Wisconsin Historical Society

Property Record


Architecture and History Inventory
300 S WASHINGTON ST | Property Record | Wisconsin Historical Society
Other Name:Dameske House
Contributing: Yes
Reference Number:7204
Location (Address):300 S WASHINGTON ST
Unincorporated Community:
Quarter Section:
Quarter/Quarter Section:
Year Built:1876
Survey Date:1986
Historic Use:house
Architectural Style:Second Empire
Structural System:
Wall Material:Cream Brick
Architect:J.L. KERN
Other Buildings On Site:1
Demolished Date:
National/State Register Listing Name: South Washington Street Historic District
National Register Listing Date:11/26/2003 12:00:00 AM
State Register Listing Date:7/18/2003 12:00:00 AM
National Register Multiple Property Name:
Additional Information:A 'site file' exists for this property. It contains additional information such as correspondence, newspaper clippings, or historical information. It is a public record and may be viewed in person at the State Historical Society, Division of Historic Preservation.

This was the home of Jesse Stone between 1875 and c. 1900.

Jesse Stone was born in England and came to Watertown by way of New York and Kentucky in 1869. He became a partner in the baking firm of Woodard and Stone as well as gaving other business interests in the community. He began his political career as a Republican assemblyperson and served in 1880, 1882, and 1897. He was very active in state-wide party politics, attending the national Republican convention in 1888 and 1892, and was a member of the state central committee between 1888-1894. In 1898 he was elected Lt. Governor, was re-elected in 1900, and served until his death in 1902.

This house is significant for local history under National Register criterion B because it is associated with Jesse Stone, a significant person in business and government in Watertown.

Jesse Stone was probably the most well-known and prominent of all of Watertown's nineteenth century politicians. After he became affliated with an important industry in the community, he became active in local and state-wide politics. The culination of his carrer came when he was elected Lt. Governor of the state. Because he was such a prominent person in government, helping guide the state and the Republican Party, this house, his long-time residence, is significant for its association with Jesse Stone.

Built in 1876 for Jesse Stone who had arrived in town to become a partner in the Woodard Wholesale Bakery and Confectionary business, this cream brick house is distinguished by a mansard roof with straight sides featuring arched dormers and broad overhanging eaves decorated with paired brackets. Featuring the projecting central bay typically associated with the Second Empire style, this imposing house is further characterized by multiple flat roofed wooden bay windows including a two-story bay window on the bay side of the facade, second story bay windows on the south bay and on ecenter bay of the facade and a mansard roofed bay window on the lower story of the south elevation. All of the bay windows feature stained glass dentil trim under the bracketed eaves and flat arched windows. Raised flat arched stone window hoods with articulated keystones ornament the tall, narrow flat arched windows. A mansard roofed front porch with cresting around the curb of the roof and dentil trim supported by carved posts on paneled bases corver two entrances: one double leafed door with transom window into the center block and a door with a stone arched hood similar to the window hoods into the south bay of the facade. A one and a half story extension with open porch is located at the rear of this U-shaped house. In addition, a brick carriage house and the 19th century iron fence encircling the house remains on the property.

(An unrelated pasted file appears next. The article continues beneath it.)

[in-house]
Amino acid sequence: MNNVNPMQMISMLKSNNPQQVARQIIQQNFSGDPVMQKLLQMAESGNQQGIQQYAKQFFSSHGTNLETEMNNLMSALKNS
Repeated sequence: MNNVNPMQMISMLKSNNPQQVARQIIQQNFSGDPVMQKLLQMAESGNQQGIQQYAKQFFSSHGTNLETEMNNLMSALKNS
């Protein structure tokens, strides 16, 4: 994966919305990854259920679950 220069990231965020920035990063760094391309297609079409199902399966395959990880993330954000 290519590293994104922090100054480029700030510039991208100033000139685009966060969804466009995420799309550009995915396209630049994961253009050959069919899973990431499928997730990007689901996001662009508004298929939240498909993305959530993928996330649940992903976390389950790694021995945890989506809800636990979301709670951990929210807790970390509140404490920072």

The Jesse Stone house is significant under criterion C as an excellent example of the French Second Empire style. Clearly the best of the seven examples of the French Second Empire style remaining in the city, the Stone house exhibits the distinguishing characteristics of the style including the mansard roof and arched dormers, projecting center pavilion, classical moldings and roof cresting. Typical of many examples of the style, Italianate influence is seen in the bracketed eaves and interior ornament such as plaster cornices. The presence of the original carriage house or stable (56/34) and the iron fence adds to the architectural significance of this well-preserved 19th century house designed by Joseph Kern in 1876.

Other significant examples of the Second Empire style in the city include the Cody House at 114 No. Church (54/9), the Mulberger house at 31 So. Washington (54/32), the Globe Milling house at 623 So. 12th (35/20) and the Werlich house at 719 Market (45/22).
Bibliographic References:(A) Evelyn Ruddick Rose, Our Heritage of Homes (Watertown Historical Society, 1980), pp. 14-15. (B) C. Hugo Jacobi, "Reminiscences of Early Days in Watertown," Watertown Daily Times, March 18, 1924. (C) Watertown Democrat March 2, 1876; Sept. 28, 1876. (D) Watertown City Directories, 1866-1930, Watertown, Wisconsin Public Library. (E) Dictionary of Wisconsin Biography, Madison: State Historical Society of Wisconsin, 1960, p. 340.
Wisconsin Architecture and History Inventory, Division of Historic Preservation, Wisconsin Historical Society, Madison, Wisconsin

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